Stage & Dance

It’s ‘magical to watch.’ Performance to include circus artists, special needs dancers

Lindsey Long and Angelito Anacan rehearse for the Saturday performance. The dance company, headed by Jeana Klevene, features contemporary dance rather than classical ballet.
Lindsey Long and Angelito Anacan rehearse for the Saturday performance. The dance company, headed by Jeana Klevene, features contemporary dance rather than classical ballet.

Jeana Klevene wants dance to be open and accessible.

A former professional ballet dancer, she was drawn to the emotion evoked by contemporary dance, and used her training with the Boston Ballet Company’s adaptive dance program to form Lexington’s Allegro Dance Company, whose newest work “Come Fourth” will be performed Saturday at the Lyric Theatre.

The show celebrates the contemporary dance company’s fourth season with four new works, produced by Klevene and two guest choreographers.

The performance moves through four sections: “Another Level,” which plays with height and physical levels, “What We Leave Behind,” about the ramifications of death, “Not Me,” a response to the #MeToo movement, and the closer “Just for Fun,” a lighthearted end to a more serious performance.

Performers include local dancers, the company’s special needs students and circus performers such as trapeze artists, hanging hoop artists and a globe walker. Klevene was influenced by Cirque du Soleil, she said, but wanted to focus on dance rather than acrobatics.

Dancers with special needs will be featured in the opening dance of the show. Those dancers include some with Down Syndrome, Autism Spectrum Disorder and physical disabilities.

“It’s pretty magical to watch,” Klevene said of performers with special needs. “Just to see them onstage, just beaming with pride and joy with the audience cheering them on, it’s what it is to be a dancer.”

Angelito Anacan, Gwendolyn Hinkle, Isabelle Hayden and Connor Perry from the Allegro Dance Project demonstrate a section from their upcoming performance. Angela Gervasi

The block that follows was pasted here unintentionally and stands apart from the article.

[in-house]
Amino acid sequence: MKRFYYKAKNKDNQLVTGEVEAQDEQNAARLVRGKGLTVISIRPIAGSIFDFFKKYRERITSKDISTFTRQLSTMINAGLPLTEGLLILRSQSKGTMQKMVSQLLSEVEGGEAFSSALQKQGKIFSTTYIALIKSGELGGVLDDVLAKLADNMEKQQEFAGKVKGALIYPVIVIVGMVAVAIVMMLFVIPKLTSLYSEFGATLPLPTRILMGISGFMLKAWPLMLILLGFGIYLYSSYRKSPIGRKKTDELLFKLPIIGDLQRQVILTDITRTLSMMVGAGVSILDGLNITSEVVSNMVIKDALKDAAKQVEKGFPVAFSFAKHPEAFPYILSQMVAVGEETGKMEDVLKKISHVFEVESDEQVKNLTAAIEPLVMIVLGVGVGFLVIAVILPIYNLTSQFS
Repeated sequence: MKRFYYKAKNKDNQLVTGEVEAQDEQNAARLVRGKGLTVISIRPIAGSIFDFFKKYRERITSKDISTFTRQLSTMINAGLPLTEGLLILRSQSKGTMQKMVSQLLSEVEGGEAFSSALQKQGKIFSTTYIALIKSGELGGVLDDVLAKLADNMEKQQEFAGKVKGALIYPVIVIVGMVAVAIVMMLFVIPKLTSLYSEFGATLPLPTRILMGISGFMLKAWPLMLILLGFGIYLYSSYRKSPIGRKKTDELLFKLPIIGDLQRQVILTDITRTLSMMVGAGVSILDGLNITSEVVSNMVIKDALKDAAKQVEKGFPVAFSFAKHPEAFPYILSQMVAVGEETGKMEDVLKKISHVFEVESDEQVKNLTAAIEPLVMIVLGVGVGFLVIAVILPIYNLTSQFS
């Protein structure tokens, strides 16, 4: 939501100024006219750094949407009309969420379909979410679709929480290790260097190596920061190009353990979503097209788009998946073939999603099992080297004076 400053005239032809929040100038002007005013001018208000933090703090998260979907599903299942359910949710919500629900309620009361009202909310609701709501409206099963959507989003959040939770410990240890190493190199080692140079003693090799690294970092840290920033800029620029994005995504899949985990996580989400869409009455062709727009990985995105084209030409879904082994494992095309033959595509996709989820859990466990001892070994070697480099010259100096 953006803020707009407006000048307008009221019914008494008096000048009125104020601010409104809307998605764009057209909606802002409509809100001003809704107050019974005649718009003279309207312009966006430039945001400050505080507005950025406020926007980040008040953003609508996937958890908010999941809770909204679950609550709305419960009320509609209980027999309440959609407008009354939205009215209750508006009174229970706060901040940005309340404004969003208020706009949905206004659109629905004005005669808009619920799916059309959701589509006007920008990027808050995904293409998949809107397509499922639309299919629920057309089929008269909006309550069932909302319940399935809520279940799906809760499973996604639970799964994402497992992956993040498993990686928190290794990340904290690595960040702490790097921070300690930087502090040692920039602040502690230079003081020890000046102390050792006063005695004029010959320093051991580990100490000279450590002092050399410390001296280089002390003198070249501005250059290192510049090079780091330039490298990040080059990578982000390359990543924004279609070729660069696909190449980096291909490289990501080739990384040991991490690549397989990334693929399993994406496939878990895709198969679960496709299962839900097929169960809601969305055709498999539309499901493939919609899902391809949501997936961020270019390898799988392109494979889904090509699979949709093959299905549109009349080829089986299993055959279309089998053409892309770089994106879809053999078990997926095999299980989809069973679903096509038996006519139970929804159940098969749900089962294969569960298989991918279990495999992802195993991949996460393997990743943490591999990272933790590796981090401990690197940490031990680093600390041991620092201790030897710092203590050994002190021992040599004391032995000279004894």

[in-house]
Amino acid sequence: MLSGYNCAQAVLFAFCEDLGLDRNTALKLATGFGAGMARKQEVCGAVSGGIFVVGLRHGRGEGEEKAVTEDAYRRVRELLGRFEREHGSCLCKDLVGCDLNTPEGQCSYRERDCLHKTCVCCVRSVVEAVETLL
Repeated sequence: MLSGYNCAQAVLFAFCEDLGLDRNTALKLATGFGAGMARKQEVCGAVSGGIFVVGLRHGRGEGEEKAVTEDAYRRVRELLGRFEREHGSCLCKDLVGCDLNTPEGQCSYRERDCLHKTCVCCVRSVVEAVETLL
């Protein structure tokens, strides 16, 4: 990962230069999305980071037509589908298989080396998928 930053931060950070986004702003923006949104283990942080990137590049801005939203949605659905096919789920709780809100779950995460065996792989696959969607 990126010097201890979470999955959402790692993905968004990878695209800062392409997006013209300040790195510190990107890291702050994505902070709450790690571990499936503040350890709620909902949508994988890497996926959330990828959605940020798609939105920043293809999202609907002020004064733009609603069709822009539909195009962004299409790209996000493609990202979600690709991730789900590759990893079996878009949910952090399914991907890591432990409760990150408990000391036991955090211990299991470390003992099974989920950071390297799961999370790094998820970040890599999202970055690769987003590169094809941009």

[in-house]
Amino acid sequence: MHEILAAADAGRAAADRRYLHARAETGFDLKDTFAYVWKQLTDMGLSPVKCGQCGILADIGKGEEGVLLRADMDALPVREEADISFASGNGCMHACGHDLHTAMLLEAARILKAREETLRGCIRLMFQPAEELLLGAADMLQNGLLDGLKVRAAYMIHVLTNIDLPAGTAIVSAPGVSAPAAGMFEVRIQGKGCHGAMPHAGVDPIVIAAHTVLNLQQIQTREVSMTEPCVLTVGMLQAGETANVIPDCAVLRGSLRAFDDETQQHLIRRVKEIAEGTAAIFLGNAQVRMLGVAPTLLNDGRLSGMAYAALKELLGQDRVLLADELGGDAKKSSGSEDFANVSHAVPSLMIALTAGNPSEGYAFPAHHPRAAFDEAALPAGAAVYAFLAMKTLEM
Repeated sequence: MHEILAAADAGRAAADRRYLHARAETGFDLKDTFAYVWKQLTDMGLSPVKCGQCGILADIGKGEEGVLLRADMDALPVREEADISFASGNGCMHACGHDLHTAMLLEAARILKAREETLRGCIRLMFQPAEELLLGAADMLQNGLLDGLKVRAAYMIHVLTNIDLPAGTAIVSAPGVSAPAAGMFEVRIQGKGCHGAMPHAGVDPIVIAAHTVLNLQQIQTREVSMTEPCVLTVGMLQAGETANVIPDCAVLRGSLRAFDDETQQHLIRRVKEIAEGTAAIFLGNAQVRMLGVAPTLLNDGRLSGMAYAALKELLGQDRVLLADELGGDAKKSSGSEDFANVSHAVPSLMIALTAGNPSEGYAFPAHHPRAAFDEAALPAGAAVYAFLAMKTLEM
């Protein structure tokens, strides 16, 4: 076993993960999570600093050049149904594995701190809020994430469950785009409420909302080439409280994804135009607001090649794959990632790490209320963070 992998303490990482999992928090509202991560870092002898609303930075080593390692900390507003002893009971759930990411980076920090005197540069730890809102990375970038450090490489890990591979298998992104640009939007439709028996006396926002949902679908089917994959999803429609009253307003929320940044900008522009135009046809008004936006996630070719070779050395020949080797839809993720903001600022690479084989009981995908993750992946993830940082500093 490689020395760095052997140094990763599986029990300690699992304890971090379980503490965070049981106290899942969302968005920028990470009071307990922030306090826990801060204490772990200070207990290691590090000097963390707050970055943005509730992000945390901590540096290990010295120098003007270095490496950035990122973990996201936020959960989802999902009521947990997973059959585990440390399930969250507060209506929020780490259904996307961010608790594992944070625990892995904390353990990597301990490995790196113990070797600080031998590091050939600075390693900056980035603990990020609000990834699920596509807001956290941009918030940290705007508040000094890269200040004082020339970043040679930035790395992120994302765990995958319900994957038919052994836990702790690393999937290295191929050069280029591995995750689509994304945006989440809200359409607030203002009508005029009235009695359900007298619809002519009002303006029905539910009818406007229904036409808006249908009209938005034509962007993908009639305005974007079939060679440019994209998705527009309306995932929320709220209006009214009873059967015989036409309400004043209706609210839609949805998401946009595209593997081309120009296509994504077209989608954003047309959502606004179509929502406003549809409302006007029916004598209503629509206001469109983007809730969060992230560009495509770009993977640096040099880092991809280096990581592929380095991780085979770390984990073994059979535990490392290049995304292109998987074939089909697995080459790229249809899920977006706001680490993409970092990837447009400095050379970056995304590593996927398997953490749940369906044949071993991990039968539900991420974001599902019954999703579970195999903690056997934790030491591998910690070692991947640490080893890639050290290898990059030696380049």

Each of the local dancers is paired with one or two special needs dancers to work with for the rehearsal process

Through its adaptive dance classes and inclusive dance outreach program, Allegro teaches about 300 children and youth with Down Syndrome, Autism Spectrum Disorder and physical disabilities throughout the school year. Some of those performers are included in the show.

“The outreach kiddos bring a lot of joy to dancing,” said dancer Kate Cox. “It’s a supportive community of the kids, the parents, and all of the artists involved.”

“You form a connection with them,” said dancer Connor Perry. “It’s very special, the bond you have with them.”

Twenty outreach children will join the 17 dancers in the opening number.

Lindsey Long prepares for the Allegro Dance Project’s upcoming show, “Come Fourth.” Angela Gervasi

“Everyone should get to dance, and we want to make sure everyone has that chance,” Klevene said.

The dancers range in age from 13 to 31. Some are returning to perform with the company, including a dancer coming back to Kentucky who has been involved since its first season.

“I’ve seen it grow, it’s unbelievable,” said Tivez Littlejohn, who choreographed his own solo. “It’s cool that I get to come back every summer and see the bond the company’s building.”

The show will also feature six local musicians performing four original pieces and three covers while the dancers are onstage, while most performances feature recorded music. The departure makes it more difficult for dancers to practice, but will be more engaging for the audience. Klevene said her team is up to the challenge.

“We love having the live music. As a dancer, it’s one of the most exciting and most scary thing you ever experience,” she said. “We’re so reliant on the music for our movement, and to have it be live and to not know if it’s going to be there, it really gets the adrenaline pumping.”

Dancers rehearse in the Lyric Theatre before their upcoming showcase, “Come Fourth.” Angela Gervasi

Proceeds from performance ticket sales, plus a silent auction in the lobby before and during the show, will go toward expanding the outreach program to accommodate more children in Fayette and surrounding counties.

“This is a chance for people to experience a new kind of show in Lexington,” Klevene said. “It’s like going to see a dance show, a music concert, and a circus all in one day. And not only are you being entertained for an hour and a half, you’ll also know that you’re supporting a good cause, and just by being here you’re supporting dance inclusion.”

If You Go

“Come Fourth” by Allegro Dance Project

When: 3 p.m. and 7 p.m. Saturday July 14

Where: Lyric Theatre, 300 E Third St.

Tickets: $15-20